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Computer system tracks hospital availability
COLUMBIA, Mo. -- A statewide computer monitoring system announced Monday should allow health officials to immediately know what hospitals have room for emergency patients.
Gov. Bob Holden and other state officials praised the system as an important homeland security tool -- something that could help spot trends of people showing up at hospitals in the case of a biological terrorist attack.
"Under the old system, it may be quite some time before we ever knew that something was occurring," Holden said at a news conference outside the emergency room entrance at University Hospital in Columbia.
"Under this system, we can know really instantaneously if something is happening and we can move to respond to it."
Holden's homeland security adviser, Tim Daniel, called the hospital-tracking system "a big deal."
"This is historic, because this is the first time you've got regional hospitals being able to communicate on a statewide basis," Daniel said.
The computer network is run by Milwaukee, Wis.-based EMSystem, which said Missouri and New Mexico are the only places using the program statewide.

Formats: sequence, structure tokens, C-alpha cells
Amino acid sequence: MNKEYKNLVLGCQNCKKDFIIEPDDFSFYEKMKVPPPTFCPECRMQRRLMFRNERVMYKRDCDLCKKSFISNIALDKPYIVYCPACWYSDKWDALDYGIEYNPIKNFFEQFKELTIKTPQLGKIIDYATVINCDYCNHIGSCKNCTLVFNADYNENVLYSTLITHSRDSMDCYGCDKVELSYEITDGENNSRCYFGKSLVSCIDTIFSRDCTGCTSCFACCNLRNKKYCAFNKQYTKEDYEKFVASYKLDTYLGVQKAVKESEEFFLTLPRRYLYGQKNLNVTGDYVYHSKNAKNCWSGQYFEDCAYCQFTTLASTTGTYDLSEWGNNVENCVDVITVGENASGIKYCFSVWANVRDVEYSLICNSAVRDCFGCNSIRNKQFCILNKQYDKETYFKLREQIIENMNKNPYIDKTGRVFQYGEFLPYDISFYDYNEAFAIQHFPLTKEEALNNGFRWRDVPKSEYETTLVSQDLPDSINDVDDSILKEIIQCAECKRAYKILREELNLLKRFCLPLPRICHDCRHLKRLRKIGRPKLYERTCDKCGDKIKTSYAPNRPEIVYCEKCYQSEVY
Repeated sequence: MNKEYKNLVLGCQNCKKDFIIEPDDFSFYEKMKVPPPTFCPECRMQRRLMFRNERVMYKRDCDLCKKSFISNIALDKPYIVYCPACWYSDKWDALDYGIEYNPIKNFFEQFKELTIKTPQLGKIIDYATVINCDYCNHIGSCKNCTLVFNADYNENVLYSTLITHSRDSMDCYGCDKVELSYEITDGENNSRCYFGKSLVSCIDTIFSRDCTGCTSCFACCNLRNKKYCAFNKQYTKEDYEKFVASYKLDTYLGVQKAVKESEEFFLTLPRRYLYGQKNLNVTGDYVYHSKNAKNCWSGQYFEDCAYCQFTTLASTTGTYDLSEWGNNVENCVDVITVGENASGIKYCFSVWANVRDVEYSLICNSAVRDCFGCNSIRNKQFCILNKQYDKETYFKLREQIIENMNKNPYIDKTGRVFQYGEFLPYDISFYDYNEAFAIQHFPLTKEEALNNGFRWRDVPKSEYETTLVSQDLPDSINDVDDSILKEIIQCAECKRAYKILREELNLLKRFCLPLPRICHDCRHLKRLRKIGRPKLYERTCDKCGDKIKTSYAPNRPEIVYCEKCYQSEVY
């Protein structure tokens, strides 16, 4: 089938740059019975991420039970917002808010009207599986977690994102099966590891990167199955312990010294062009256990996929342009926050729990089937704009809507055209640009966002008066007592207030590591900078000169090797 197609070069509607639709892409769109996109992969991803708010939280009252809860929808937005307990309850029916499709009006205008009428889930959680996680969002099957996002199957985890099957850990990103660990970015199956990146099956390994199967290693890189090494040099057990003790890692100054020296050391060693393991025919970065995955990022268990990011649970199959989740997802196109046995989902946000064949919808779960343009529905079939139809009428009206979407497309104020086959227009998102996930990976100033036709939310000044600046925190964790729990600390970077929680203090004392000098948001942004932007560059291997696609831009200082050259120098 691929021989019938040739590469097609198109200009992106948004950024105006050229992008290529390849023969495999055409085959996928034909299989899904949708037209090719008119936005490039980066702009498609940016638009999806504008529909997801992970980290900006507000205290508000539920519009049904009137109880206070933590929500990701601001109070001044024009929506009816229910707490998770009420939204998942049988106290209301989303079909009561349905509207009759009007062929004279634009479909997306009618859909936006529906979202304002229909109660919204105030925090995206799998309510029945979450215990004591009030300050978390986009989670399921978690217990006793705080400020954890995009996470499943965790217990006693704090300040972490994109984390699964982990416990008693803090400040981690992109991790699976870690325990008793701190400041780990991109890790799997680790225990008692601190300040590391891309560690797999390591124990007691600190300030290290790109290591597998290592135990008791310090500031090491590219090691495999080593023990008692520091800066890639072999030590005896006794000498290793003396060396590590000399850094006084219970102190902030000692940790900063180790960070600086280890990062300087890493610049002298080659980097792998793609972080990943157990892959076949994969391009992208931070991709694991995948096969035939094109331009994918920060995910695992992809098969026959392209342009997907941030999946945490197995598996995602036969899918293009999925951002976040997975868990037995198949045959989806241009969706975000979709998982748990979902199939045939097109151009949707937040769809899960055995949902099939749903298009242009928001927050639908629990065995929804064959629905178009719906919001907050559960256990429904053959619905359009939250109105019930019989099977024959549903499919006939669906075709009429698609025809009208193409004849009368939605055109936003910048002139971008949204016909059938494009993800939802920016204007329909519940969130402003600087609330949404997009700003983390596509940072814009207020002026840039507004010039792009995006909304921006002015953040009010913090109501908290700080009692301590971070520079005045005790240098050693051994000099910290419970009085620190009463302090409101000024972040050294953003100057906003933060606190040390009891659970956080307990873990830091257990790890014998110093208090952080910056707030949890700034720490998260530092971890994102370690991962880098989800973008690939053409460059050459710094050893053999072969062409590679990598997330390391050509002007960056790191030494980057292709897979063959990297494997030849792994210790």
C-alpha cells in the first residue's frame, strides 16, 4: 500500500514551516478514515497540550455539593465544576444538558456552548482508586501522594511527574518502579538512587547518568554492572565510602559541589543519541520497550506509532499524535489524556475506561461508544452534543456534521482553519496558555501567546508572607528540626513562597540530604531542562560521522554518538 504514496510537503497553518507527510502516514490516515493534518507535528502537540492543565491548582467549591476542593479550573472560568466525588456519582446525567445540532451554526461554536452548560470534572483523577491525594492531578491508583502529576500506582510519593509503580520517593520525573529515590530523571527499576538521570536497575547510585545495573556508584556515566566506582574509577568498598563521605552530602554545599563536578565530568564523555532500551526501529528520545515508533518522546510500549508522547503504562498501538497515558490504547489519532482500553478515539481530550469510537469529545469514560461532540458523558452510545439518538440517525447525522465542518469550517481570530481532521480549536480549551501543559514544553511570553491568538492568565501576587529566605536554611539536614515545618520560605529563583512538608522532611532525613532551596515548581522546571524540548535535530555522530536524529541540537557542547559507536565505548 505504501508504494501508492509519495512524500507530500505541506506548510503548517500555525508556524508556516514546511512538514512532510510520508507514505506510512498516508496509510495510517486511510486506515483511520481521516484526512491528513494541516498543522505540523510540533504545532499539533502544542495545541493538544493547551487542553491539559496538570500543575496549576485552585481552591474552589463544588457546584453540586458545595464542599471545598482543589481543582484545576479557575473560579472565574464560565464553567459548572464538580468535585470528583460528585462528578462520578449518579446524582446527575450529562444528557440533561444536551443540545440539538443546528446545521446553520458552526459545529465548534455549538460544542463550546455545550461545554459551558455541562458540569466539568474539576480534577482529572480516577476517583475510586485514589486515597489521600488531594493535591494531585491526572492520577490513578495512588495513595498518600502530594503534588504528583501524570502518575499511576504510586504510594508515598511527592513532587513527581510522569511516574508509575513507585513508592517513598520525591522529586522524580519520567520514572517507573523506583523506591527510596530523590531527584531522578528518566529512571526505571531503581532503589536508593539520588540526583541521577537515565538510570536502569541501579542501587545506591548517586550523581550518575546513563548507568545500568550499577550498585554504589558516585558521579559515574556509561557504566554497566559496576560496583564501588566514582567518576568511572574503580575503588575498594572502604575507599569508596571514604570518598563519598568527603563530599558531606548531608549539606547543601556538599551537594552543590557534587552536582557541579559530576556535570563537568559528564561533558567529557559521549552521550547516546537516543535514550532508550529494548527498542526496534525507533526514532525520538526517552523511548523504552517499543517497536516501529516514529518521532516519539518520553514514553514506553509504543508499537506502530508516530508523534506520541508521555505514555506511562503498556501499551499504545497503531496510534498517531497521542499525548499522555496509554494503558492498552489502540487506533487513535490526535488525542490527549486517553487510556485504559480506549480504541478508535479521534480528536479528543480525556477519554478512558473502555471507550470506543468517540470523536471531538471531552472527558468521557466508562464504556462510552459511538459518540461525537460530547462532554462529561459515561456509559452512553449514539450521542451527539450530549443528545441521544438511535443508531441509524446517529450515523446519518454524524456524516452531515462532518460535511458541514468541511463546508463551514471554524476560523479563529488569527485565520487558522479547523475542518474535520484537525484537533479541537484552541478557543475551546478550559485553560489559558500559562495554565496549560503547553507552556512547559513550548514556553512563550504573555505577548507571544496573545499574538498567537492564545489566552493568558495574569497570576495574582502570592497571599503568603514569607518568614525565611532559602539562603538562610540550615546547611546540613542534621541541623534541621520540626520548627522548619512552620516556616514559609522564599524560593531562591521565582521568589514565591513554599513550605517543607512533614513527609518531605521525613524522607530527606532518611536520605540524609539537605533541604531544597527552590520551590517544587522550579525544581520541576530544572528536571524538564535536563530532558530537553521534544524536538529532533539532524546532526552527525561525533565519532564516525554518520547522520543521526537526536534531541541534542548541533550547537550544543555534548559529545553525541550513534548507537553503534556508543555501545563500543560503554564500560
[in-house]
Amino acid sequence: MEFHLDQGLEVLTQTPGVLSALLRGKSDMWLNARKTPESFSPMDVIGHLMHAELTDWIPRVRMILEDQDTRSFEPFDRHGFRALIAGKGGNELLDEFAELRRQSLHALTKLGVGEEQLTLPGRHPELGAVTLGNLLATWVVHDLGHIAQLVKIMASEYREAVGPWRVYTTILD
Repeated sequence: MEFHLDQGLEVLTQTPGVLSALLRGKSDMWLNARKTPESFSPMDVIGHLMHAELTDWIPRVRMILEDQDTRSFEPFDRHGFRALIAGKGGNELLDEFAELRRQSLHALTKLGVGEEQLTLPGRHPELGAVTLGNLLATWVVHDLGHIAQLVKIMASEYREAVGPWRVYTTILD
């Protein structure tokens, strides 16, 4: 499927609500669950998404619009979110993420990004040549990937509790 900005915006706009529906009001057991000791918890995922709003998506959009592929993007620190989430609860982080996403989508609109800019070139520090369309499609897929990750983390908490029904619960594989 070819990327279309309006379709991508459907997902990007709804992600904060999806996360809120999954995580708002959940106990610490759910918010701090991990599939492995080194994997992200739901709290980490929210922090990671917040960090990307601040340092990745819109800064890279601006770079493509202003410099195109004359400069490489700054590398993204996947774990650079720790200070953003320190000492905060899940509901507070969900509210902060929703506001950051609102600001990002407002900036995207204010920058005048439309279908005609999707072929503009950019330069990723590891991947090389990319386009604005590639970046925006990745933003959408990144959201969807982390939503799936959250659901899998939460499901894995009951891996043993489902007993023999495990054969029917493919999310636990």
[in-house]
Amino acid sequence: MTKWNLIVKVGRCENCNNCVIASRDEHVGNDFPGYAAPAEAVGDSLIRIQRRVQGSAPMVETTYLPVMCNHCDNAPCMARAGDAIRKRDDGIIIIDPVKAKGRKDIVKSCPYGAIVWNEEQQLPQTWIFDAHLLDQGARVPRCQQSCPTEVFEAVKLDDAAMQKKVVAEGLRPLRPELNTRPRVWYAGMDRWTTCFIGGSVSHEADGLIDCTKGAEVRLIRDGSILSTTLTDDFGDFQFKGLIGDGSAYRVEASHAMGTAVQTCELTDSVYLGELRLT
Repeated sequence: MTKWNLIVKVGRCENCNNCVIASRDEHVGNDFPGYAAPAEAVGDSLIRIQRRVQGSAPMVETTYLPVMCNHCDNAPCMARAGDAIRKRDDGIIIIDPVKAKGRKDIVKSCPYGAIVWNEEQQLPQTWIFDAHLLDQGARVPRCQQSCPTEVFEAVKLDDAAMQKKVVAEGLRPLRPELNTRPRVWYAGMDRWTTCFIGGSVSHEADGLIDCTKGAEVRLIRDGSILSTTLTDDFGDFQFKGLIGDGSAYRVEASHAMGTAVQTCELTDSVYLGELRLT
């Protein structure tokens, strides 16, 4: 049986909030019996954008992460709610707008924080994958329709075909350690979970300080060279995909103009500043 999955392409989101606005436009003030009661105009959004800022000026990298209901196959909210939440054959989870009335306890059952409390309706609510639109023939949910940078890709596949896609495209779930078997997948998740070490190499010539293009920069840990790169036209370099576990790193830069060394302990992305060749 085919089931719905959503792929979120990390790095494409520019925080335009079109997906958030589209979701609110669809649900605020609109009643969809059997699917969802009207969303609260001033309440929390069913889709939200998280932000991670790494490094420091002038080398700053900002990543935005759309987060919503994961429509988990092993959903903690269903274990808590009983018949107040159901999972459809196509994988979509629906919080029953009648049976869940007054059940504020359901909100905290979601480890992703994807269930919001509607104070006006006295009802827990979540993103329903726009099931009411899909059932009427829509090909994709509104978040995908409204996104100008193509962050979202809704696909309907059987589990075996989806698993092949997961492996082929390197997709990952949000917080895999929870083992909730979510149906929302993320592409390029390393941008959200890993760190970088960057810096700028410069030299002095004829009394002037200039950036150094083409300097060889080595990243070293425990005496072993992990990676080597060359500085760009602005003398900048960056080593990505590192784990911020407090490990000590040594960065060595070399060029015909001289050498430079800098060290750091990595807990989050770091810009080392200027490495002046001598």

The system also is used in about two dozen metropolitan areas. It had been used in the St. Louis area since January 2000 and was instituted in the Kansas City area shortly after that, said Becky Miller, vice president of the Missouri Hospital Association.
Hospitals in the rest of Missouri began testing the system in August, as did the state Department of Health and Senior Services and local public health offices, Miller said.
The hospital association is paying the $219,000 needed for the system in its first year. In future years, the state expects to use federal funds to cover the $179,000 in annual licensing fees, plus additional training and technical support costs, said interim health department director Ron Cates.
Daniel said the hospital tracking system potentially could be expanded to include such things as the amount of available beds or medical supplies.
For now, the computer system can serve as an indicator that something may be occurring that otherwise is not easily detected, officials said.
"One of the first signs we've got a problem that's targeted to a certain area is our hospitals are overrun or our hospitals are off line," Cates said.